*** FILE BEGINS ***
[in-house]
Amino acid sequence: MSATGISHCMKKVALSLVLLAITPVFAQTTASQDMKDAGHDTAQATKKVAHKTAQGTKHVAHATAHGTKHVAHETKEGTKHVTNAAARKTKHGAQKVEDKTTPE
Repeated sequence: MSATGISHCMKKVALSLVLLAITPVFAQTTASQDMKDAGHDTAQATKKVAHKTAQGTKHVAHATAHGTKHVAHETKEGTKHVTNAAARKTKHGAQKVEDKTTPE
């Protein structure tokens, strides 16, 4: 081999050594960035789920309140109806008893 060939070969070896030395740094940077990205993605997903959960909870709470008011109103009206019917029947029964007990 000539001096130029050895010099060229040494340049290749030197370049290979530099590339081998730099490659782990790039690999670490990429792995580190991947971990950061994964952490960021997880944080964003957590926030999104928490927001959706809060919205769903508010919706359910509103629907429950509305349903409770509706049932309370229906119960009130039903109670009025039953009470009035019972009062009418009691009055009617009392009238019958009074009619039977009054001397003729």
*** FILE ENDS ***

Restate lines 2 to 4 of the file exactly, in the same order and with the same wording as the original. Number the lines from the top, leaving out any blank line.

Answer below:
Amino acid sequence: MSATGISHCMKKVALSLVLLAITPVFAQTTASQDMKDAGHDTAQATKKVAHKTAQGTKHVAHATAHGTKHVAHETKEGTKHVTNAAARKTKHGAQKVEDKTTPE
Repeated sequence: MSATGISHCMKKVALSLVLLAITPVFAQTTASQDMKDAGHDTAQATKKVAHKTAQGTKHVAHATAHGTKHVAHETKEGTKHVTNAAARKTKHGAQKVEDKTTPE
């Protein structure tokens, strides 16, 4: 081999050594960035789920309140109806008893 060939070969070896030395740094940077990205993605997903959960909870709470008011109103009206019917029947029964007990 000539001096130029050895010099060229040494340049290749030197370049290979530099590339081998730099490659782990790039690999670490990429792995580190991947971990950061994964952490960021997880944080964003957590926030999104928490927001959706809060919205769903508010919706359910509103629907429950509305349903409770509706049932309370229906119960009130039903109670009025039953009470009035019972009062009418009691009055009617009392009238019958009074009619039977009054001397003729």